James Venture Mulligan
J V Mulligan features prominently in Cooktown and my Chillagoe Day Tour but I am ashamed to admit that I had never heard of James Mulligan before settling in the small but historic mining town of Chillagoe in far North Queensland. As I became more interested in the history of the area, Mulligan’s name repeatedly came up. He had written his name in the Donna Cave in Chillagoe – apparently the only record that he had visited and explored the area with the pastoralist John Atherton.
So if I was serious about studying the history of the region, I had to ask myself “who was James Venture Mulligan?” He was one of the greatest explorers in Australian History yet few people in the south had ever heard of him. Mulligan arrived in Melbourne from Ireland in 1859 with aspirations of joining the ill fated Burke and Wills expedition to explore Australia but then chose to make his way north, embarking on what would turn out to be a lifetime of travel and exploration after gaining prospecting skills on the northern goldfields.
Palmer River Gold Rush
William Hann reported traces of gold on the Palmer River in Far North Queensland and Mulligan decide to investigate regardless of the warnings of food shortages and the risks of being killed by aboriginals. His party reached the Palmer River in mid 1873 and spent a couple of months searching for gold in the river beds. He found what he believed was payable gold and because he had little funds, reluctantly reported the find to the Queensland Government to receive a one thousand pound reward. The find created the port of Cooktown and made Mulligan famous but not rich so he continued a nomadic lifestyle in a quest for more valuable minerals, discovering tin in the western foothills of Cairns that led to the creation of Herberton and another gold field further to the north that became known as the Hodgkinson Goldfield that was the catalyst to of creating of Port Douglas and Cairns.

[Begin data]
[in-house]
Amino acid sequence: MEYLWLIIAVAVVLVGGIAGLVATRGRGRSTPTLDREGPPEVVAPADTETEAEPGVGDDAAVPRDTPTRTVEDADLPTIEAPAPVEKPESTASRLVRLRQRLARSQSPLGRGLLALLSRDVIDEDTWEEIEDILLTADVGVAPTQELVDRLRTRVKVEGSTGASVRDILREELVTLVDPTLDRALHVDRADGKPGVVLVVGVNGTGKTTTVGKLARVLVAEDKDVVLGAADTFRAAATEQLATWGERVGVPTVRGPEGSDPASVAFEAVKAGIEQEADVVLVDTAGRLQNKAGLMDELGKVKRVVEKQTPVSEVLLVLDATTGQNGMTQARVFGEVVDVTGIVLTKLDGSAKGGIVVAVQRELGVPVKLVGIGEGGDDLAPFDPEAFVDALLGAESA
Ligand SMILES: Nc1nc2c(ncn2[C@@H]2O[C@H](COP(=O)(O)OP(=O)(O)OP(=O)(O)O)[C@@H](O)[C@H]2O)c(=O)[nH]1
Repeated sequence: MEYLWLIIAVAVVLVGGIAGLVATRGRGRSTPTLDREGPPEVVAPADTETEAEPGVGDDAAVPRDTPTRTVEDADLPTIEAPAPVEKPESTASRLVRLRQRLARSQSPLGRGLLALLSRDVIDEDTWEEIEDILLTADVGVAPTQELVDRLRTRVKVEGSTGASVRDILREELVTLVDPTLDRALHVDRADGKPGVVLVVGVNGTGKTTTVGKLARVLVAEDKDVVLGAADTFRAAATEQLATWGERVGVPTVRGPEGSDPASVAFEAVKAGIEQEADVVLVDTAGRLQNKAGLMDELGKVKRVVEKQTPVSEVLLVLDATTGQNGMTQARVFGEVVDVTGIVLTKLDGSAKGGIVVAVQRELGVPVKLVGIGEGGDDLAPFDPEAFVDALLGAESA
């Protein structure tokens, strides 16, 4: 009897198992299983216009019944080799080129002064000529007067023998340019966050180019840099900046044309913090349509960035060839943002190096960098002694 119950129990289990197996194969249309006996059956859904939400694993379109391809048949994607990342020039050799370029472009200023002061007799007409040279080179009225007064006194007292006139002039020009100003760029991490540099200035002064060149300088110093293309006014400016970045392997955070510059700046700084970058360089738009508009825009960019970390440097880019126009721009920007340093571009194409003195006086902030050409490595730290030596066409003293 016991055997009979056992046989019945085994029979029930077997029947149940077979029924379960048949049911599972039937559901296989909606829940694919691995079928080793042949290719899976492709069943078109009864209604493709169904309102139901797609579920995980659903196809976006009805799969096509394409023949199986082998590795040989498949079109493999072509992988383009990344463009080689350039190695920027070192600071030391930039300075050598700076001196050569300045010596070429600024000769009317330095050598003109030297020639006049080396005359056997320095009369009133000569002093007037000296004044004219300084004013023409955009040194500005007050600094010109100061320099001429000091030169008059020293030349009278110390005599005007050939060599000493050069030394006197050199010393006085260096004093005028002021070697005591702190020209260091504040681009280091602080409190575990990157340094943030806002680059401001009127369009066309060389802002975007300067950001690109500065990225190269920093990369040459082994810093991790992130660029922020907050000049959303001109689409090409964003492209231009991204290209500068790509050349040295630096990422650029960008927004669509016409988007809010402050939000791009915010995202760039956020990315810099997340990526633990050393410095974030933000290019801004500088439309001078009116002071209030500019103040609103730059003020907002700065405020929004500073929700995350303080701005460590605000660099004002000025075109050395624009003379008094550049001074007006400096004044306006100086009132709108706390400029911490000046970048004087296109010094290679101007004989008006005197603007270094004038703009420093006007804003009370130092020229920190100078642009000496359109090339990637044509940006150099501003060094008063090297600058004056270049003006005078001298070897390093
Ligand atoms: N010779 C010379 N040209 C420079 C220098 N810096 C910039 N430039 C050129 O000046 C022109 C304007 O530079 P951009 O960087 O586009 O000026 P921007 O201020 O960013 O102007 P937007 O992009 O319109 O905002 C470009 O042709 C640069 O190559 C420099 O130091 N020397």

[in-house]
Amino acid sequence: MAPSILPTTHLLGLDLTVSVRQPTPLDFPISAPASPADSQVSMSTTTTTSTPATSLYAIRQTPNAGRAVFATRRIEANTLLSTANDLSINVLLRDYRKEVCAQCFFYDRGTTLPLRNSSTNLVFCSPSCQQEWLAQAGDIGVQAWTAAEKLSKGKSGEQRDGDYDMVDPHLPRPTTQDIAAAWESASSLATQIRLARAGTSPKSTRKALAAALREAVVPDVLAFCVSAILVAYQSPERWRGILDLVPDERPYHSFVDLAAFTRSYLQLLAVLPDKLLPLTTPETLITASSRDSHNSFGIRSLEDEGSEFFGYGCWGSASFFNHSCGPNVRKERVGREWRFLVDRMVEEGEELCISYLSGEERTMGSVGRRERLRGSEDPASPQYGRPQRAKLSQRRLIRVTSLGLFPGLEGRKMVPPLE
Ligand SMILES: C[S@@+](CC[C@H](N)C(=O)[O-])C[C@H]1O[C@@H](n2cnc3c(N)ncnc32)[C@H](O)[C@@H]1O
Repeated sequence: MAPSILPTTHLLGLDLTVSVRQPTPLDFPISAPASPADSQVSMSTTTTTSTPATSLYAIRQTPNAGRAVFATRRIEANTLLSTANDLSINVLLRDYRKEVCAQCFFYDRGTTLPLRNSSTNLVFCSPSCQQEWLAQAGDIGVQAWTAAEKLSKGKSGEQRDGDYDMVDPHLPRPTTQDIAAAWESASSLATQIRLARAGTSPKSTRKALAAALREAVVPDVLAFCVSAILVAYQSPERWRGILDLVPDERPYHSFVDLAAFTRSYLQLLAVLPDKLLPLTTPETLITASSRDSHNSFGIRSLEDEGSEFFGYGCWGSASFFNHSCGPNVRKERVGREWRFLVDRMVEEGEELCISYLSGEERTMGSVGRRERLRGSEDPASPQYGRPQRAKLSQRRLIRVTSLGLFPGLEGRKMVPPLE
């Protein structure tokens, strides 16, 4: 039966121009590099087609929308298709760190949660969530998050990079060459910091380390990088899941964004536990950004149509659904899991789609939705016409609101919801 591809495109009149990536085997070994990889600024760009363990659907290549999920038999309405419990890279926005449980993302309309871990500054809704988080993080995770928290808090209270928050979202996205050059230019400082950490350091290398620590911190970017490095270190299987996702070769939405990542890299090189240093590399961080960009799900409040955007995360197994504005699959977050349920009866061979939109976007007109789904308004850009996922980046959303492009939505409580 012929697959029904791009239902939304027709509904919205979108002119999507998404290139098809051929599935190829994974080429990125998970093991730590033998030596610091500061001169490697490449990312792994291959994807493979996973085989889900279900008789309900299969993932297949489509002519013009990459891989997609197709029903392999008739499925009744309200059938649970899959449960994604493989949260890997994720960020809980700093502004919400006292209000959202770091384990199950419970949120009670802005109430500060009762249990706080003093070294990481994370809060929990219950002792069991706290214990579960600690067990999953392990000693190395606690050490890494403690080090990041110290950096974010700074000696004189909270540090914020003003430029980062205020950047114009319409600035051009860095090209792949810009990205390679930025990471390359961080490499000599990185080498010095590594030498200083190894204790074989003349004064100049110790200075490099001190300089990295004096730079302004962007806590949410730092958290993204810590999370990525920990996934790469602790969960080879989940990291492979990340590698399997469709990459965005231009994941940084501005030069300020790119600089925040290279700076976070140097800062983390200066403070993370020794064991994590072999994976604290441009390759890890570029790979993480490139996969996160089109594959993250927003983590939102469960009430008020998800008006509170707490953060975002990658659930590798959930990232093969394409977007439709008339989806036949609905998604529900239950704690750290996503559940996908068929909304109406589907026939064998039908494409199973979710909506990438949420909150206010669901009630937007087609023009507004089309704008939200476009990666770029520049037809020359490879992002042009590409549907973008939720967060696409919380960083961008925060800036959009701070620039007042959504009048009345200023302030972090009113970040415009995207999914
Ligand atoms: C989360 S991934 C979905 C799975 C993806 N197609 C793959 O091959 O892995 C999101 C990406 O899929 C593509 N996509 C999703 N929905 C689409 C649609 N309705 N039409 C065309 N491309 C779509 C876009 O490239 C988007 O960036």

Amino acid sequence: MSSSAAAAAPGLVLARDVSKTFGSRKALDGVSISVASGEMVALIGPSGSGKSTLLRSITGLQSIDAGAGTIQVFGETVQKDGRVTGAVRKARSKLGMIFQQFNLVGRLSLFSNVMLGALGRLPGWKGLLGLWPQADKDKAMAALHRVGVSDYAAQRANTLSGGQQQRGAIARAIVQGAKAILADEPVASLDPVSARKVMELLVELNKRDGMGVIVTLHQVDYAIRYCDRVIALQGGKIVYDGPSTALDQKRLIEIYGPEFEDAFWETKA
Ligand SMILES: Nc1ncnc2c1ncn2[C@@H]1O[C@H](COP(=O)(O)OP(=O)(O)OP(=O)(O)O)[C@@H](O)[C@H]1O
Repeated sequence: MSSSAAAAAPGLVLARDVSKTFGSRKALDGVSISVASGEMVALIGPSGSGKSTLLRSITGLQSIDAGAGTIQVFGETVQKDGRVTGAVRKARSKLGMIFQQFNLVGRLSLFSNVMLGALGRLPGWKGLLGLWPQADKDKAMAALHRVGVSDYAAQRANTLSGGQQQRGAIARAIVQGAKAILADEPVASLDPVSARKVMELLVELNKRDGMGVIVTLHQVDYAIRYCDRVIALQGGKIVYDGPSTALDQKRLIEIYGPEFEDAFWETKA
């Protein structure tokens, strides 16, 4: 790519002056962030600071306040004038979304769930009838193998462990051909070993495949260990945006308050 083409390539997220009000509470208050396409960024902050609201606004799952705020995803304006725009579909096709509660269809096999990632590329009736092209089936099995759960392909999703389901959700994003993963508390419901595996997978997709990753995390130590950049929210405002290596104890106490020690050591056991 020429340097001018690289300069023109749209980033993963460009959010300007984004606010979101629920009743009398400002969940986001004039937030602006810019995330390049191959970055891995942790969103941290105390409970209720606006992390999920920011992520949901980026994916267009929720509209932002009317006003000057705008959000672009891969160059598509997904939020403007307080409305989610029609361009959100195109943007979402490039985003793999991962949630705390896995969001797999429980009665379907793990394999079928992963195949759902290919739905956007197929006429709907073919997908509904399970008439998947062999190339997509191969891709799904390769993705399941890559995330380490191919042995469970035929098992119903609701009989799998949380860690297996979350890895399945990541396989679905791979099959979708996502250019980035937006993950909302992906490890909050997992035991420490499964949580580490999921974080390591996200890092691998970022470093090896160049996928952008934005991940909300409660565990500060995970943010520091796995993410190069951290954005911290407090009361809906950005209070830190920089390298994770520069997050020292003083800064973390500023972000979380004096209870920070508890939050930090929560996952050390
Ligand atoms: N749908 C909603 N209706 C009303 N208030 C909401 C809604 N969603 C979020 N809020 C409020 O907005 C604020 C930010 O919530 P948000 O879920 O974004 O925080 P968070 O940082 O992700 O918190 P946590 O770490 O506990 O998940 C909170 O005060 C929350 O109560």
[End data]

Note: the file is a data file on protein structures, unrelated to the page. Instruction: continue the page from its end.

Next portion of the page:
Mulligan’s final years
In 1877 Mulligan settled at Thornborough on the Hodgkinson Goldfields and opened a general store but it was not meant to be and he began prospecting again. He died after being injured trying to break up a fight in the pub at Mount Malloy (west of Cairns).
Then there was Mount Mulligan, a free-standing conglomerate and sandstone massif named in 1874 while James Mulligan was searching the Hodgkinson River for gold and where coal was later discovered. A tram track was constructed to join the Chillagoe line in 1915 in an attempt to make the Chillagoe smelter viable and an explosion in 1921 killed 75 miners making Mount Mulligan the site of North Queensland’s largest mining disaster. The mine reopened in 1923 but was officially closed in January, 1958 when a hydro electric scheme eliminated the need for coal.